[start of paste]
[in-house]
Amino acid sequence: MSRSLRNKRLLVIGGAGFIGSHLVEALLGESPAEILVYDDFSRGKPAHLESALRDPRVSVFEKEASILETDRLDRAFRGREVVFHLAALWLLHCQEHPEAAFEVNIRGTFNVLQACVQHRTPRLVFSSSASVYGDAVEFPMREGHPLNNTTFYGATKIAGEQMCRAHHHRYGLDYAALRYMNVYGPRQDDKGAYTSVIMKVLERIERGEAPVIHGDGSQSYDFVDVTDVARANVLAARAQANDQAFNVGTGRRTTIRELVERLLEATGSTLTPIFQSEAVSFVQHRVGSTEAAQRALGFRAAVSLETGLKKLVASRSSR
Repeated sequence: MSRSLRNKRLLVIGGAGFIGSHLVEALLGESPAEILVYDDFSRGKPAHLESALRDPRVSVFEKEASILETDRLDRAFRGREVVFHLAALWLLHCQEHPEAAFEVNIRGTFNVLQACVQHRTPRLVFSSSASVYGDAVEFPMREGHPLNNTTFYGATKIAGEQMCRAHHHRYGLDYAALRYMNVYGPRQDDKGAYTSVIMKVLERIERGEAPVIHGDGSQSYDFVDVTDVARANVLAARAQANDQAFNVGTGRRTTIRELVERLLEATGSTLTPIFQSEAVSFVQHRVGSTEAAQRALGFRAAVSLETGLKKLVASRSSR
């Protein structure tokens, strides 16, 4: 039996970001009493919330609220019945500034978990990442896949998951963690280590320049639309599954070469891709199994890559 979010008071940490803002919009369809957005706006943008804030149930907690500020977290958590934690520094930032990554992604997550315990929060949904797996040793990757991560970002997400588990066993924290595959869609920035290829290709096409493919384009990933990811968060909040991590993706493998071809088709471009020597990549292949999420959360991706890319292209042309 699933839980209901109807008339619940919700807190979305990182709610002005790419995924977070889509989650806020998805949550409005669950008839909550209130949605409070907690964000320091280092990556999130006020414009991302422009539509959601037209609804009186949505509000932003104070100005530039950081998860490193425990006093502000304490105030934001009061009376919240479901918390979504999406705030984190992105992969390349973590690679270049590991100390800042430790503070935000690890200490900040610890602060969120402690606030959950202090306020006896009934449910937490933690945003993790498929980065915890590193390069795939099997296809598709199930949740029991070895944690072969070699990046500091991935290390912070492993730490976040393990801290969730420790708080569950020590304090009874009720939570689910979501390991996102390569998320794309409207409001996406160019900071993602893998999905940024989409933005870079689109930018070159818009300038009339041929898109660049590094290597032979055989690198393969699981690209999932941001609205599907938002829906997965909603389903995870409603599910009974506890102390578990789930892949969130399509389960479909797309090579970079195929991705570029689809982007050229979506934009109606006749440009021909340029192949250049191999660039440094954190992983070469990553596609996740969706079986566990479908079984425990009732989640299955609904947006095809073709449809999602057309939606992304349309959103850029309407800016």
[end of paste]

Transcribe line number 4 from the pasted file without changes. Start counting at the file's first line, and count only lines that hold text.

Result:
């Protein structure tokens, strides 16, 4: 039996970001009493919330609220019945500034978990990442896949998951963690280590320049639309599954070469891709199994890559 979010008071940490803002919009369809957005706006943008804030149930907690500020977290958590934690520094930032990554992604997550315990929060949904797996040793990757991560970002997400588990066993924290595959869609920035290829290709096409493919384009990933990811968060909040991590993706493998071809088709471009020597990549292949999420959360991706890319292209042309 699933839980209901109807008339619940919700807190979305990182709610002005790419995924977070889509989650806020998805949550409005669950008839909550209130949605409070907690964000320091280092990556999130006020414009991302422009539509959601037209609804009186949505509000932003104070100005530039950081998860490193425990006093502000304490105030934001009061009376919240479901918390979504999406705030984190992105992969390349973590690679270049590991100390800042430790503070935000690890200490900040610890602060969120402690606030959950202090306020006896009934449910937490933690945003993790498929980065915890590193390069795939099997296809598709199930949740029991070895944690072969070699990046500091991935290390912070492993730490976040393990801290969730420790708080569950020590304090009874009720939570689910979501390991996102390569998320794309409207409001996406160019900071993602893998999905940024989409933005870079689109930018070159818009300038009339041929898109660049590094290597032979055989690198393969699981690209999932941001609205599907938002829906997965909603389903995870409603599910009974506890102390578990789930892949969130399509389960479909797309090579970079195929991705570029689809982007050229979506934009109606006749440009021909340029192949250049191999660039440094954190992983070469990553596609996740969706079986566990479908079984425990009732989640299955609904947006095809073709449809999602057309939606992304349309959103850029309407800016």